You don’t have to like your spouse to have a mediated divorce

| Jul 6, 2021 | Mediation & Collaborative Law |

A mediated divorce is typically less expensive, faster and less stressful than a litigated one. It allows couples to take a hands-on role in drafting their divorce agreements under the guidance of an unbiased mediator rather than having their attorneys involved in every issue.

So why aren’t more divorces settled via mediation? Many couples think they couldn’t successfully mediate their divorce because there’s too much animosity between them or they’re too far apart on every issue – or both.

If a couple has barely spoken, except to argue, in months or maybe longer, it’s hard to imagine sitting in a room together working out property division, custody and support agreements. Working closely with someone you’re trying to put behind you can seem unappealing, to be sure.

Further, a mediated divorce requires honesty. Playing games to get what you want isn’t going to work for anyone. Both spouses need to be up-front about what they want from the divorce, listen to each other and then work toward a compromise they both accept.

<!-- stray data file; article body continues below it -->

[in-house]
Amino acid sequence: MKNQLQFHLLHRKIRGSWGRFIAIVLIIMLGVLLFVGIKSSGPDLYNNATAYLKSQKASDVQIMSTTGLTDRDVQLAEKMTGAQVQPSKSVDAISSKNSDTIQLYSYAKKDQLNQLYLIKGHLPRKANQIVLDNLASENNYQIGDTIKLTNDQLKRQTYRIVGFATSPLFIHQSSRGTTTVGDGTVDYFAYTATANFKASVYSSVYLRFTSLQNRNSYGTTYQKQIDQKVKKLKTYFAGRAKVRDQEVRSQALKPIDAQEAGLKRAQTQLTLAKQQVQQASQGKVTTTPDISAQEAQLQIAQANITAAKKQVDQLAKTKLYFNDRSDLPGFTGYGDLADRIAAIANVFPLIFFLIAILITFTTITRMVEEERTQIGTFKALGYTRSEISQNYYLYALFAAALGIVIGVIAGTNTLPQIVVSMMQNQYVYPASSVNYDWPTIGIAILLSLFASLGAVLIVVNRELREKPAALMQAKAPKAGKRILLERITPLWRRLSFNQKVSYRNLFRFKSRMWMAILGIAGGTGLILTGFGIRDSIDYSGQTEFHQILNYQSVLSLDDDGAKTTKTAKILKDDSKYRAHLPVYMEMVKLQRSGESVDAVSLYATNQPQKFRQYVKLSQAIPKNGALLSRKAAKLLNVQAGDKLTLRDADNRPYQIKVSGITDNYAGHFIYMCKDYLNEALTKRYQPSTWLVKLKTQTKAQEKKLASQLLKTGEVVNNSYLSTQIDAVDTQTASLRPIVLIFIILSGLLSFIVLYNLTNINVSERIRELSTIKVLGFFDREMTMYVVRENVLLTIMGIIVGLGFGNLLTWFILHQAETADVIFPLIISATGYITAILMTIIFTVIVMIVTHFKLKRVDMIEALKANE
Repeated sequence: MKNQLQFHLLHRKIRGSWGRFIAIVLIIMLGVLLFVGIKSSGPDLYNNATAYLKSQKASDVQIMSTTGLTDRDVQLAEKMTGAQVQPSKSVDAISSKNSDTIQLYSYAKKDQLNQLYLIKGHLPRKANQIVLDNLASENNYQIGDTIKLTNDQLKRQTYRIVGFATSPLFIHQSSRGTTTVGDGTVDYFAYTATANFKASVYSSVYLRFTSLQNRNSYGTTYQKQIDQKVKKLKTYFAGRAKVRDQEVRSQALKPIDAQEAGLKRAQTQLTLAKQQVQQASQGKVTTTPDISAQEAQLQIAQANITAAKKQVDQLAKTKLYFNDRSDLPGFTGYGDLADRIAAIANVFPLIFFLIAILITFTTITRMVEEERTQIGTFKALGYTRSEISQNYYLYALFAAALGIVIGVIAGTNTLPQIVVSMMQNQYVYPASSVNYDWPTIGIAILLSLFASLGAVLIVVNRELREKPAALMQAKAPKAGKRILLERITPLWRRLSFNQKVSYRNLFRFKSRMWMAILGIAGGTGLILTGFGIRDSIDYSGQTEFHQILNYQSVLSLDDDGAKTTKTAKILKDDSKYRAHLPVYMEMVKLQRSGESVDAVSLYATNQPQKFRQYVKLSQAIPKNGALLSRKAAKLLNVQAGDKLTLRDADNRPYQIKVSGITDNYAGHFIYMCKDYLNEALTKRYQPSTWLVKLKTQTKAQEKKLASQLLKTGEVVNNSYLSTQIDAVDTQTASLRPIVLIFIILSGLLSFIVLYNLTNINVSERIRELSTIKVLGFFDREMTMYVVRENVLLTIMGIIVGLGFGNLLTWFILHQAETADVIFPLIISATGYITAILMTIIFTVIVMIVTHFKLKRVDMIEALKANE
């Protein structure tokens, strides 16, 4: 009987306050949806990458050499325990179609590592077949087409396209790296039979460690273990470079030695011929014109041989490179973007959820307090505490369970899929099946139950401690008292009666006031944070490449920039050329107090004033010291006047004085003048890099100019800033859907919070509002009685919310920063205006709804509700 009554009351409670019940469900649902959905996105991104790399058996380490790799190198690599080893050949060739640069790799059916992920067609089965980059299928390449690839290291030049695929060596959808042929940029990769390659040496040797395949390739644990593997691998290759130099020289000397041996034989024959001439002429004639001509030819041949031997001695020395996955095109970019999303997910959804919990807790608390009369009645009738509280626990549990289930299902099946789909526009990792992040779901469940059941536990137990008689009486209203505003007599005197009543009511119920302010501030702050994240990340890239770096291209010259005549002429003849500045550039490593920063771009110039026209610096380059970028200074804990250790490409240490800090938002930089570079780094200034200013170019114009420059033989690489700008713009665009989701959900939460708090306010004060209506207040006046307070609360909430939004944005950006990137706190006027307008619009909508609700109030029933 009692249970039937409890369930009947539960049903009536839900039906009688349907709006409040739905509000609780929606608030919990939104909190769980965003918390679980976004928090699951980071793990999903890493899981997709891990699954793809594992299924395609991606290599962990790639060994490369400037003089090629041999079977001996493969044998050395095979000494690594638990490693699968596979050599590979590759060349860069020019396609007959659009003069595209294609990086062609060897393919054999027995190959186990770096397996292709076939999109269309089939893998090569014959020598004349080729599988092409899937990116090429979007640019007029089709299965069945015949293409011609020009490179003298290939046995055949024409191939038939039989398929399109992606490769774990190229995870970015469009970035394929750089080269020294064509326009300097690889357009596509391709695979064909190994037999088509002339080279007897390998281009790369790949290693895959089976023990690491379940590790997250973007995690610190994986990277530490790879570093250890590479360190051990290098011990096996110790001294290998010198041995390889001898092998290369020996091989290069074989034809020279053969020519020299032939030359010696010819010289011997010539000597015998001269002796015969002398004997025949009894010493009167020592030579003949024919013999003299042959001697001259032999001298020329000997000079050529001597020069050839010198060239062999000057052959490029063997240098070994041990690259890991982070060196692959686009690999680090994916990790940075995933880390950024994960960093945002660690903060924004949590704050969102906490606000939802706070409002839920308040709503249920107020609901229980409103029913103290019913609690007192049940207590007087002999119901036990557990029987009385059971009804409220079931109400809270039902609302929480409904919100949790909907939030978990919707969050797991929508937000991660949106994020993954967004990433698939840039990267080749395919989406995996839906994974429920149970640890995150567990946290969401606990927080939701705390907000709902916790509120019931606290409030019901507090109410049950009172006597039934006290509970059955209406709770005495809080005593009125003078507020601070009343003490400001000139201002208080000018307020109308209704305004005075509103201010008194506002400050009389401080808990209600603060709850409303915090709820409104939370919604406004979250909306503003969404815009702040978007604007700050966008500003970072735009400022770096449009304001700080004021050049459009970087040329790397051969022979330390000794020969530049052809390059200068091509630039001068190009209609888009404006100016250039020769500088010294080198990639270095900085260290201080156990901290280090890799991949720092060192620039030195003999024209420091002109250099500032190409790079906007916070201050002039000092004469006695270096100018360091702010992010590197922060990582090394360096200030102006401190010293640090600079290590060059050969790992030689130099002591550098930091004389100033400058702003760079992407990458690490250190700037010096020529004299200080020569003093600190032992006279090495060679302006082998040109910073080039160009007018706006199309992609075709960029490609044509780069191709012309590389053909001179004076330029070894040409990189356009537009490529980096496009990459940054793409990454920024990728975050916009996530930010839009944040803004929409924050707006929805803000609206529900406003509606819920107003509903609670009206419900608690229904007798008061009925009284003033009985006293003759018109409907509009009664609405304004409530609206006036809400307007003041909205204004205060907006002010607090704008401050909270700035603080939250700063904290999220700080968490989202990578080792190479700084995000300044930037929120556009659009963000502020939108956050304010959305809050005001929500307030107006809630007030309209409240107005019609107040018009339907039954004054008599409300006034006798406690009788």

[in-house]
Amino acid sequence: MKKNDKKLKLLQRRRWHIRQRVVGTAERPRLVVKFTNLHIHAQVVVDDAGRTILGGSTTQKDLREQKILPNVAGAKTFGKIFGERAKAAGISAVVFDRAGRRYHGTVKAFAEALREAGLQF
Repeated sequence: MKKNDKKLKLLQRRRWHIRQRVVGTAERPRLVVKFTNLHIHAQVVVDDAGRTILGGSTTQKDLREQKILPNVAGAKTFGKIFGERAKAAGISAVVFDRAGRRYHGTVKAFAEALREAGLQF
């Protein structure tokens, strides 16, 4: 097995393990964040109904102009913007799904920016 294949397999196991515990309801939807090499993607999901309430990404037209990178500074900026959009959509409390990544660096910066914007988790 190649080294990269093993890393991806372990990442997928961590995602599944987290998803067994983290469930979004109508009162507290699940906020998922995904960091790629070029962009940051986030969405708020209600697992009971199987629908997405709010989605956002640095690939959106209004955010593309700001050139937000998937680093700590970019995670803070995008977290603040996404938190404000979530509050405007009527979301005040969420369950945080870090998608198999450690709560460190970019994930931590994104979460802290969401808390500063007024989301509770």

If you have children, mediation can help you transition to co-parenting

This doesn’t mean that the only couples who can use mediation are the ones who still get along. Some couples – particularly when they have children – can put their feelings toward one another aside to settle their divorce in mediation. 

In fact, when couples craft their own parenting plan, they’re more likely to abide by it. Also, this time spent working together in mediation can help you build a healthy co-parenting relationship.

When is mediation not the right process?

Of course, mediation isn’t for everyone. If there has been any sort of physical, emotional, sexual or financial abuse, it’s not the right solution. Even if there hasn’t been abuse, if one spouse has considerably more power in the relationship – whether because they have more money or simply because they’re a dominating personality — the other spouse could end up faring poorly. While compromises will be necessary, spouses still need to be able to stand up for themselves and what they want and not be intimidated by the other.

If you believe that mediation could work for you, it’s a good idea to learn more about it and what’s involved and to talk to legal professionals with experience in mediation before you make a decision.